Clinical Research Successful for Pancreatic Cancer
Comprehensive Cancer Centers treats patients with pancreatic cancer. As the disease is one that is particularly challenging, when patient outcomes are successful, the practice is proud of the care team who made that outcome possible, as well as the patient whose courage during treatment was rewarded.
A recent patient of the oncology practice with one such success story with pancreatic cancer is found in Cynthia Gilbert, a retired paralegal and grandmother of six grandsons. Cynthia is receiving life-saving treatment on a groundbreaking clinical trial at Comprehensive Cancer Centers with her story recently shared in an KSNV News 3 Research Spotlight feature.
During a routine physical in early 2020, Cynthia’s doctor noticed two lymph nodes in her neck were swollen. After a few tests and an ultrasound, her doctors discovered breast cancer. However, after additional testing, her breasts were cleared, and a starker diagnosis was given.
In June 2020, Cynthia was diagnosed with Stage IV pancreatic adenocarcinoma. According to the American Cancer Society, an estimated 560 Nevadans will be diagnosed with pancreatic cancer this year. Additionally, an estimated 420 Nevadans will die from pancreatic cancer this year.
The most common type of pancreatic cancer, pancreatic adenocarcinoma, occurs when exocrine cells in the pancreas grow out of control. Exocrine cells make pancreatic enzymes that are released into the intestines to help digest foods, especially fats. Adenocarcinoma of the pancreas typically has a worse prognosis than the less common endocrine cancer, or pancreatic neuroendocrine tumor (NET).
Additionally, pancreatic cancer is usually very difficult to detect early. The pancreas’ location is deep inside the abdomen, making tumors challenging to find or feel. People usually do not have symptoms until the cancer has grown or spread to other parts of the body. As a result, there are no screenings or tests that have been shown to lower the risk of dying from pancreatic cancer.
After receiving the diagnosis of pancreatic adenocarcinoma, Cynthia faced an uphill battle. The likelihood of the cancer spreading to other parts of the body was high because the cancer had already spread to her lymph nodes. She was beginning to lose hope.
However, in August of 2020, a clinical trial became available at Comprehensive for patients with pancreatic cancer. The treatment includes an infusion of Folfirinox with the study’s drug, Irinotecan, typically used for cancer treatment of the colon or rectum. Dr. Brian Vicuna, Cynthia’s medical oncologist at Comprehensive, deemed Cynthia a candidate for the trial and she began treatment.
After starting the treatment, Cynthia experienced some side effects affecting her energy, but she has since returned to spending time with friends and family, including her new grandson. In fact, her tumors have shrunk more than 70% since starting the clinical trial. Every other week, Cynthia visits Comprehensive for her treatment. As the treatment continues to work miracles, she and Dr. Vicuna have no plans to change course.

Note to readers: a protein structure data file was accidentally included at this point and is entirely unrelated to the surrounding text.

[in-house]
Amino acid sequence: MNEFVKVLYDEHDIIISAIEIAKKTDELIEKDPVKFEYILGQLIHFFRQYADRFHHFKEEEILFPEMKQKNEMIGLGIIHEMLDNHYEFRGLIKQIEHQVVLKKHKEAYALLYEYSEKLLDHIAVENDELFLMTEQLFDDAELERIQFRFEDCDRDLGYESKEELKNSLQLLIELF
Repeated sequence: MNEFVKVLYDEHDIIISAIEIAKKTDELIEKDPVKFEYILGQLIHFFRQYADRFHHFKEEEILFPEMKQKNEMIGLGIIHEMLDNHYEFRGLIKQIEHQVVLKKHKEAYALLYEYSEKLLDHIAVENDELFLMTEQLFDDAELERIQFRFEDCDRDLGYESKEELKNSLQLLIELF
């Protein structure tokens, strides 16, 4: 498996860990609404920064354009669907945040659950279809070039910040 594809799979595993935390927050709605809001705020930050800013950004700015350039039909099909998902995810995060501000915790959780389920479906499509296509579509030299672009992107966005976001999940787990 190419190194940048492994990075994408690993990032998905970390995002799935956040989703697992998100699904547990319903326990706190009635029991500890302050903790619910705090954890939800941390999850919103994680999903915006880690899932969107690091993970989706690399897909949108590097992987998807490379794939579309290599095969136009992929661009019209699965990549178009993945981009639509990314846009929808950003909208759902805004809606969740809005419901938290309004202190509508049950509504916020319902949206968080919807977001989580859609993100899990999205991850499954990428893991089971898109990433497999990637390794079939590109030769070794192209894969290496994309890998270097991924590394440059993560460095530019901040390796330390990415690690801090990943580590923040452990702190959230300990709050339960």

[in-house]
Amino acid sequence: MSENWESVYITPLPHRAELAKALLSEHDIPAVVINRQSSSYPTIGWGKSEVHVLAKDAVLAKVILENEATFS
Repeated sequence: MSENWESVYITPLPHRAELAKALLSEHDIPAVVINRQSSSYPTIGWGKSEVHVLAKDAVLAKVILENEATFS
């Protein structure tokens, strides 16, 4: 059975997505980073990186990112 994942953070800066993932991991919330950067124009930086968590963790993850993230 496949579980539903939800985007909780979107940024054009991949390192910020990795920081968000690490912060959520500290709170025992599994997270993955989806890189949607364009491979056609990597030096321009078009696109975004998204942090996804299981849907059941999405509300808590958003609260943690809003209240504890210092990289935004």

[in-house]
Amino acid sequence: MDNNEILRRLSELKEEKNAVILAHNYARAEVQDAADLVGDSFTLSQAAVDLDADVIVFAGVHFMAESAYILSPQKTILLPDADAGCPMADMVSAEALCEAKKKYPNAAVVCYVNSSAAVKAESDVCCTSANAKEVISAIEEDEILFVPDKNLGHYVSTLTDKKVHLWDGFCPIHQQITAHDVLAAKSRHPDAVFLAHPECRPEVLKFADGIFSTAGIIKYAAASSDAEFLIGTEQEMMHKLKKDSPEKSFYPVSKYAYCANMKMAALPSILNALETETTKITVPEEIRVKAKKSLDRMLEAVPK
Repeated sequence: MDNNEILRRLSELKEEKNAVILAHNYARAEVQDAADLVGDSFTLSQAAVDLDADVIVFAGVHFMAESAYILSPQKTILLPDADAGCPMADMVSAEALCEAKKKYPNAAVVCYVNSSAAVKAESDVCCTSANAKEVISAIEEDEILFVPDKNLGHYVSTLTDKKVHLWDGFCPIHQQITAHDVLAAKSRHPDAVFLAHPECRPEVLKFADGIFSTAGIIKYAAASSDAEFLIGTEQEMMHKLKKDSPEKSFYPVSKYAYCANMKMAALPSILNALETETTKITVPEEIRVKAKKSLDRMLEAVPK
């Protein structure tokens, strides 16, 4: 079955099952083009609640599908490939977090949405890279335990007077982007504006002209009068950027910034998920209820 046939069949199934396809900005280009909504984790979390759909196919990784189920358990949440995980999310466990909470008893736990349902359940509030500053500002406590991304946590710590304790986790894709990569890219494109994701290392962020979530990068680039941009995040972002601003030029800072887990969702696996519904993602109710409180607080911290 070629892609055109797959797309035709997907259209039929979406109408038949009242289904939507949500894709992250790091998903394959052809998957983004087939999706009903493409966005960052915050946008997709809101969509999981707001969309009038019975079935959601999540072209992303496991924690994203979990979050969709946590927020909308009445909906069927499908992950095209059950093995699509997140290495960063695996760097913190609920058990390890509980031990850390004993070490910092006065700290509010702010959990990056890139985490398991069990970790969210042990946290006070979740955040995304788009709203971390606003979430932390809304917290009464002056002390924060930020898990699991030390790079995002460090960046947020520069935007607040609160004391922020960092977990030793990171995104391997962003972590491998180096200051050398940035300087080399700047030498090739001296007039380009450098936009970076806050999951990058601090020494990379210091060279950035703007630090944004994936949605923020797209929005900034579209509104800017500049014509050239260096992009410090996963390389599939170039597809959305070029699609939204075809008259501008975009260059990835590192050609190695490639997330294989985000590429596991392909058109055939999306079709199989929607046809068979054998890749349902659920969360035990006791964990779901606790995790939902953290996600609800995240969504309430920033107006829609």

Looking to the future, Cynthia says, “It’s either give up or stay on the trial and giving up is not an option.”
Cynthia’s participation in the life-saving clinical trial will allow future patients to also receive the treatment, potentially saving hundreds, if not thousands, of lives across the globe.
Comprehensive Cancer Centers has partnered with some of the world’s most recognizable research and cancer-fighting organizations, including The US Oncology Network, UCLA TRIO-US, USC, Memorial Sloan Kettering Cancer Center, and leading pharmaceutical companies, to offer groundbreaking research to its patients. The practice participates in more than 170 Phase I, Phase II, and Phase III clinical research studies each year and has played a role in developing more than 100 FDA-approved cancer therapies.
Pancreatic Cancer Awareness Month
November is a month of empowerment, education and inspiration for communities far and wide who have been touched by pancreatic cancer. It is our opportunity to shine a light on this disease, to elevate our voices to raise awareness and invite others to answer our call-to-action. It is a time to educate the world by sharing our stories, raise money for research and let patients know that we will never give up.
Every day, more than 1,257 people worldwide will be diagnosed with pancreatic cancer, and while death rates are declining for many other cancers, death rates are increasing for pancreatic cancer. Our educational resources can help you take steps to prevent this disease, seek medical interventions and educate family and friends who may be at risk.
Comprehensive Cancer Centers Can Help
Physicians at Comprehensive Cancer Centers provide a variety of treatment options for patients with pancreatic cancer and those interested in cancer genetic counseling and world-class clinical research to detect and treat the disease. To schedule an appointment with the team at Comprehensive, please call 702-952-3350.
The content is this post is not intended to be a substitute for professional medical advice, diagnosis or treatment. Always seek the advice of qualified health providers with questions you may have regarding medical conditions.